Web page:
Pakistan Journal of Agricultural Sciences | Year: 2016

Meloidogyne incognita is one of the most widespread and damaging plant-parasitic nematodes in Pakistan and substantially affects growth and yield of okra (Abelmoschus esculentus L). In the present study, reproduction of M. incognita was assessed on twelve okra cultivars with varying levels of resistance or susceptibility. Maximum average egg masses (177.8), eggs per egg mass (298.4) and reproductive factor of 17.1 fold were observed on highly susceptible cultivar Sharmeeli. The nematode produced 83.4 and 88.6 egg masses per root system, 280 and 265.4 eggs per egg mass, reproduced 8 and 9 folds on susceptible cultivars Okra Sindha and Anmol, respectively. Egg masses, eggs per egg mass and reproductive factors ranged from 47.2 to 53, 202.6 to 238 and 3.5 to 5.2 on moderately susceptible cultivars. In case of moderately resistant cultivars (Sanam, Dikshah, Arka Anamika, Ikra-1 and Ikra-2) the average egg masses ranged from 20.2 to 27.4, eggs per egg mass from 178 to 193.2 and reproductive factors were less than 2. These cultivars showed some tolerance to infection by the nematode. The cultivation of moderately resistant and tolerant cultivars would help reduce nematode reproduction enough to affect the residual nematode population density as uninterrupted cultivation of susceptible cultivars is exacerbating the root-knot problem in the country. © 2016, University of Agriculture. All rights reserved.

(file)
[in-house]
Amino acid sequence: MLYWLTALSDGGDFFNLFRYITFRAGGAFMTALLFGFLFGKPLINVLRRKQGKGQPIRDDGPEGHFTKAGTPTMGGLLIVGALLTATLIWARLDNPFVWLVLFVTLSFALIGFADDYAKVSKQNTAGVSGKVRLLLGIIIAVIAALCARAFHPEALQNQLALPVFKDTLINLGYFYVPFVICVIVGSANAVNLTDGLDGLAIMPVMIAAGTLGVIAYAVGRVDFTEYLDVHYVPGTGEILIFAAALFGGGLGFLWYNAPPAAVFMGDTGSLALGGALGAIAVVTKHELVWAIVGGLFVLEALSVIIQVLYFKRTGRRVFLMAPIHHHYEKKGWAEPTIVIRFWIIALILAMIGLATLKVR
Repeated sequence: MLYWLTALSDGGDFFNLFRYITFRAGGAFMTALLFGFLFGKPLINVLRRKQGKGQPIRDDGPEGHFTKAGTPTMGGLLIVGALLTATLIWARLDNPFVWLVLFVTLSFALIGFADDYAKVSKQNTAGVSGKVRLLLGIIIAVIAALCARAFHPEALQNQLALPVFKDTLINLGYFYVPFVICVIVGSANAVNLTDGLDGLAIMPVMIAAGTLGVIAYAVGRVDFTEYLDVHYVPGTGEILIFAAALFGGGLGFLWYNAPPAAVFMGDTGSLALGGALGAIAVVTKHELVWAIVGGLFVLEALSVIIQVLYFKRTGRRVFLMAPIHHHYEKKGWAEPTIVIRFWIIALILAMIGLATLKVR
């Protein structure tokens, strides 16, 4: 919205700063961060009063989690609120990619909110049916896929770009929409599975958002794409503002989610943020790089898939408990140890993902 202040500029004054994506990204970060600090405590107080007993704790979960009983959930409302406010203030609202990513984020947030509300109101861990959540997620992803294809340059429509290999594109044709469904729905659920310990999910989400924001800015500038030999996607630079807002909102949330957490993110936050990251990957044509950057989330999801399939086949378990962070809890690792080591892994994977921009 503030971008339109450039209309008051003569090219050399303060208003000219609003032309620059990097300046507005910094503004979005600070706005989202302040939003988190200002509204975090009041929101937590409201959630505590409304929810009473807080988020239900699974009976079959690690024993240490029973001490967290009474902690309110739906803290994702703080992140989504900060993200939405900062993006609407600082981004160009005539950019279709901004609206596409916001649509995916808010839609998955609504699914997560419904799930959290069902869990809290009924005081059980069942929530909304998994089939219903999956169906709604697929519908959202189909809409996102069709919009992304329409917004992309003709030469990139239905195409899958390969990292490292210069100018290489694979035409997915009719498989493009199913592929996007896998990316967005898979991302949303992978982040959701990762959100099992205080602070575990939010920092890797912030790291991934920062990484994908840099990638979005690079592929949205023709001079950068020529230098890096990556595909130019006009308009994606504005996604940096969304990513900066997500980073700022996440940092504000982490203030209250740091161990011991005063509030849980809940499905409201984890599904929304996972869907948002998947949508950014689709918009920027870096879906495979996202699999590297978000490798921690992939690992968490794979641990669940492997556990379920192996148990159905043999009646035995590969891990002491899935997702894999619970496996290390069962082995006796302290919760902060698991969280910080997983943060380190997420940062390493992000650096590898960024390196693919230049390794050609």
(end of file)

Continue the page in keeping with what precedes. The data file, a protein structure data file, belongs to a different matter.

Hussain M.A.,Regional Agricultural Research Institute | Mukhtar T.,Pmas Arid Agriculture University | Kayani M.Z.,Green Belt Project
Pakistan Journal of Agricultural Sciences | Year: 2014